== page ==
The old NFS protocol makes very small requests and therefore looks like an IOPS problem even if the data is sequentially allocated in the file system. Most NFS servers are designed to handle hundreds to thousands of connections and address the IOPS issues caused by each of those connections making small requests. pNFS changes all of this, allowing for large transfers if the data is sequentially allocated. Combined with 10Gb Ethernet, I expect that over time, more file systems will be able to stream data (see The Future of NFS Arrives).
The Future is IOPS and Streaming
When someone tells me that the world is an IOPS problem or a streaming problem, I suspect they do not understand I/O and what happens with the request and how file systems work, because both are required. If you use SSDs — and most of us will in the future — if you have enough requests queued to the device and RAID controller, you will be able to stream I/O via the SSDs. Note what I just said: You have to have enough requests (IOPS) and then you will stream. Storage controllers of the future are going to need to be able to manage a large queue of requests on the host side (IOPS) and execute those requests and manage them sending them to SSDs streaming data.
Combine this with change in file systems and pNFS and it becomes clear that both IOPS and streaming are required for balanced performance. The world needs storage controllers. We call them RAID today — who knows what they will be called in the future — that can support huge command queues on the front end and streaming I/O on the back end. Some of the storage controller vendors must understand these requirements, and I am sure that some are working on updates. I am also convinced that others do not get it, and these vendors risk getting left behind by the market.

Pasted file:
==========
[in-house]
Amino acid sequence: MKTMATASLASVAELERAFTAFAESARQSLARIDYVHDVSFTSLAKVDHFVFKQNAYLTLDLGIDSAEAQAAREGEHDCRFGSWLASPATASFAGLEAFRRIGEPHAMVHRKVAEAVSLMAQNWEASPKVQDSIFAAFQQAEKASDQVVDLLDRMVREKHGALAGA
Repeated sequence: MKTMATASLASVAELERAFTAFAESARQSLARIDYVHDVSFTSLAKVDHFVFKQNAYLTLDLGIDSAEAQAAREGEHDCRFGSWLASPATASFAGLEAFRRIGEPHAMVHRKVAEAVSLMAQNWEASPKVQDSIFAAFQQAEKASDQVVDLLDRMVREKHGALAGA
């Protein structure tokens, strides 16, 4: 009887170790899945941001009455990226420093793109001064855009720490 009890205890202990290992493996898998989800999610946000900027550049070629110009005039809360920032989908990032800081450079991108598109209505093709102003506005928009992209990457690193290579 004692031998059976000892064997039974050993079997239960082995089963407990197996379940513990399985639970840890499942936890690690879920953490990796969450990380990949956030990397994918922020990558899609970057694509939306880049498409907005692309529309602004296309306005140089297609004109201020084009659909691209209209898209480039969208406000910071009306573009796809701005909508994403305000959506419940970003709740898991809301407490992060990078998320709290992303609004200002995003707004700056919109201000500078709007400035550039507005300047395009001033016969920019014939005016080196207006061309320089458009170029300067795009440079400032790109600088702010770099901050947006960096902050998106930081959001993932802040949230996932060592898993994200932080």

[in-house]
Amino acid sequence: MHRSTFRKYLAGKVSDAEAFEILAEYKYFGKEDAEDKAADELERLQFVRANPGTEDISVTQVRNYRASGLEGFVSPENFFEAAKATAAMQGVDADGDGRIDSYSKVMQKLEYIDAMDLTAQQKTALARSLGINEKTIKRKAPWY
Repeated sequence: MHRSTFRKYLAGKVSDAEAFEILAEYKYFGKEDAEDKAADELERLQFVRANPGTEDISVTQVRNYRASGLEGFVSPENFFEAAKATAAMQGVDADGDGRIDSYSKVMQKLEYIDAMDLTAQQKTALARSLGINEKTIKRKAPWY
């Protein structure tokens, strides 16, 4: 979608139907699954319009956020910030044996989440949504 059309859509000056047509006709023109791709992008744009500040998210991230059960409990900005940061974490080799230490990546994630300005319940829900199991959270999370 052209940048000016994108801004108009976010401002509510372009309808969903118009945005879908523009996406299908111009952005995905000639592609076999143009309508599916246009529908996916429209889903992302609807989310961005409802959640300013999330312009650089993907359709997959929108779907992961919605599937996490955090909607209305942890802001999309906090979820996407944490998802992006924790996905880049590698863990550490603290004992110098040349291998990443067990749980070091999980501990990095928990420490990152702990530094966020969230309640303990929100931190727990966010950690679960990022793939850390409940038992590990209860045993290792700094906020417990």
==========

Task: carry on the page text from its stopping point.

You'll need both IOPS and streaming I/O in future products to move data quickly. Ask your vendor for full duplex (write and read at the same time) bandwidth to disk (not cache) for the RAID controller, and ask for a block diagram so you can count the controllers and number of PCIe buses and figure out the upper end of performance. Make sure you're covered for the brave new world we're about to enter.
Henry Newman, a regular Enterprise Storage Forum contributor, is an industry consultant with 28 years experience in high-performance computing and storage.